Energy-policy debates rage in Washington D.C. and other capitals around the world. Tax policy, resource access on government land, quotas for specific (uneconomic) supply alterntives, mandates on efficiency–all are so important because energy is the resource of resources, the master resource.
Policymakers and students of the energy debate should step back periodically to revisit first principles where agreement between warring factions is broad. Affordable, reliable, plentiful energy is a bedrock of industrial life and a byproduct of free-market reliance.
Indeed, critics of the consumer-driven (versus politically driven) energy market have ceded as much. John Holdren, for example, Obama’s current science advisor, and a foe of the carbon-based energy economy, has stated: “A reliable and affordable supply of energy is absolutely critical to maintaining and expanding economic prosperity where such prosperity already exists and to creating it where it does not.”
Holdren’s mentor, Paul Ehrlich, an implacable foe of modern industrial society, has stated (with Anne Ehrlich): “Seemingly abundant and cheap sources of energy permitted large-scale replacement of human labor in both manufacturing and agricultural production.” They explain:
The availability of “cheap” energy also made possible the development of powerful farm machinery, and abundant oil and gas allowed development of synthetic fertilizers, pesticides, and other products to boost crop yields (production per acre) considerably above those achieved with traditional methods. Similarly, we can thank fossil energy for facilitating the production of many useful goods and for stimulating unprecedented rapid expansion of economies and of food production. In effect, fossil energy facilitated the population explosion of the twentieth century.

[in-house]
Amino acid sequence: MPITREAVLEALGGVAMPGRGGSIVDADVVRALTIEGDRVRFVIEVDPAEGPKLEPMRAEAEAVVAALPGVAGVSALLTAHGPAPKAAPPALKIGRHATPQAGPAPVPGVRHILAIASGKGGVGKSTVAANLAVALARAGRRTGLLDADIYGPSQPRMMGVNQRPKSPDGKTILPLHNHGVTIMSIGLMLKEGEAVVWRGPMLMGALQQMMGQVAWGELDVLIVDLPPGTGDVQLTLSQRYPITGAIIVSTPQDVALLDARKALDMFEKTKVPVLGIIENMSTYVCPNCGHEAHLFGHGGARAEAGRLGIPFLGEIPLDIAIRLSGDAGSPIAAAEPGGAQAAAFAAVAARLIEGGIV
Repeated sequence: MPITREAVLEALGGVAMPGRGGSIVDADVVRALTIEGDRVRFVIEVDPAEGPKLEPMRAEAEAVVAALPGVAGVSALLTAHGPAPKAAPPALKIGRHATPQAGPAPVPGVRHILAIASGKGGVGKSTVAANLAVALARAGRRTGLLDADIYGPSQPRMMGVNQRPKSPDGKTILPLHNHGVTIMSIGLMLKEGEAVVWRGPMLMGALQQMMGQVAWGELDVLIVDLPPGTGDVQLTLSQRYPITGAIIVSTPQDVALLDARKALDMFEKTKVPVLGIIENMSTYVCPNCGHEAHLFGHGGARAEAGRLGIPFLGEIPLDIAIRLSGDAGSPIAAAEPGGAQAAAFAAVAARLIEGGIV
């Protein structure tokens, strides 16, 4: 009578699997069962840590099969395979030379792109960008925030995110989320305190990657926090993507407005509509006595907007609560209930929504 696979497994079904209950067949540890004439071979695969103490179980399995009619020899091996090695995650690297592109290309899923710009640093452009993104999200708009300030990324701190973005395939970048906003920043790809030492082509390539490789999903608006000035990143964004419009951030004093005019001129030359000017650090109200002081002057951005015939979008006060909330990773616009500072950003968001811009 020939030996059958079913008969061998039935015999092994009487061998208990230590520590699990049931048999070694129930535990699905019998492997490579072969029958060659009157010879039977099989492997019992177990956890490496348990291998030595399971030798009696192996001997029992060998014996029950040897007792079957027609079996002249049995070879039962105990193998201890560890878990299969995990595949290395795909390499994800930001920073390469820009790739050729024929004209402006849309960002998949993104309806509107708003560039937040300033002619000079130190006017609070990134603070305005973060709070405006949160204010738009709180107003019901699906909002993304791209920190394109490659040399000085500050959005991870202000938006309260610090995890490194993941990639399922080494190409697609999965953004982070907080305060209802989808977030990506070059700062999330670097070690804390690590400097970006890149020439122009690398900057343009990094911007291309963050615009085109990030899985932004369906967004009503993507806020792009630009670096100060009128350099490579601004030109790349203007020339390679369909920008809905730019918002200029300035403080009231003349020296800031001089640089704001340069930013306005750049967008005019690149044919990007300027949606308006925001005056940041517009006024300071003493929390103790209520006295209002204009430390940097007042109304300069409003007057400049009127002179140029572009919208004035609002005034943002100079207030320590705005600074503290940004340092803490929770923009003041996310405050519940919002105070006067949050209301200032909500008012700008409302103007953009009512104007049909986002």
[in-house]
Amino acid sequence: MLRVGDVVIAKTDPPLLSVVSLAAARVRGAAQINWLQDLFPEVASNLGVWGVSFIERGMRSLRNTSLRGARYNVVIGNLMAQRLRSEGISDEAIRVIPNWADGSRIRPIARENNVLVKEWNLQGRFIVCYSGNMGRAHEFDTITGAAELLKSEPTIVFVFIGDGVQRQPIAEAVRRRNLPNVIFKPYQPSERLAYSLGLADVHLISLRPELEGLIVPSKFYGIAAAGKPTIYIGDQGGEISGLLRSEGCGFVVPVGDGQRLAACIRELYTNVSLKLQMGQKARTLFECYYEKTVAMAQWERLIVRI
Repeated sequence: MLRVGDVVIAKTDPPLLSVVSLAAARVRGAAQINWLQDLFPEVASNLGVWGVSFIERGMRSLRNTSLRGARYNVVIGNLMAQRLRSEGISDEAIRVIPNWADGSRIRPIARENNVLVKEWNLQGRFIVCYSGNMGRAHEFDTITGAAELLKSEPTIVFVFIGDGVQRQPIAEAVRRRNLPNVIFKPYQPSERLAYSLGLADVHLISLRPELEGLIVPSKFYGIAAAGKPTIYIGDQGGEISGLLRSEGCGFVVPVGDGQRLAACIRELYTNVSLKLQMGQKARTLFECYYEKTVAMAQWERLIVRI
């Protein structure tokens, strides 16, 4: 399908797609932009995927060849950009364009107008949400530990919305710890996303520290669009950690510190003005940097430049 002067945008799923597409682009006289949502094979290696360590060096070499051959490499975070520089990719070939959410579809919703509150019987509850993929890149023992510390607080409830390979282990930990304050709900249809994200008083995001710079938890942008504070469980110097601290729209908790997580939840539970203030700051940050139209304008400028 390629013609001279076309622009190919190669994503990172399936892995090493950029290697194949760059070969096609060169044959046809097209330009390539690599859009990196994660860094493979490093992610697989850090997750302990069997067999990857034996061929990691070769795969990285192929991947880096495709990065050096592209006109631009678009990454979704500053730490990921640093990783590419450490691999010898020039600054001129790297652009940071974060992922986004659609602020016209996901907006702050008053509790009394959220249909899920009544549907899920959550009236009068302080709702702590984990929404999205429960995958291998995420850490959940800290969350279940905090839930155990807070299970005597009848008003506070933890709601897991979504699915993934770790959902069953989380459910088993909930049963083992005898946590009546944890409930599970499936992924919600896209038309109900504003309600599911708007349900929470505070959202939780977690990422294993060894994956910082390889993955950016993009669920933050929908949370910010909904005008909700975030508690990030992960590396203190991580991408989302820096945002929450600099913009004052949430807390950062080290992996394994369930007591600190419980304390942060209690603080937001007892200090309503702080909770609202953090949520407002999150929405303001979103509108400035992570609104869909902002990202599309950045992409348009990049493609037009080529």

But Holdren et al. find themselves in a quandary by advocating higher prices for the most utilitarian of energies in the name of saving the planet (or some other catch phrase of sustainable development). For making the workhorse energies of oil, gas, and coal more expensive in the name of “sustainability” hurts the very people and groups that anti-market environmentalists purportedly want to help in the long run through environmental gains.
Is it time for John Holdren to advise President Obama as to why political approaches to energy are as unsuccessful now as they were in the 1970s under President Carter? And if not, is it time for Obama to listen to new voices when it comes to the master resource?
 John Holdren, “Memorandum to the President: The Energy-Climate Challenge,” in Donald Kennedy and John Riggs, eds., U.S. Policy and the Global Environment: Memos to the President. Washington, D.C.: The Aspen Institute, 2000, p. 21.
 Paul and Anne Ehrlich, The Population Explosion. New York: Simon & Schuster, 1990, p. 27.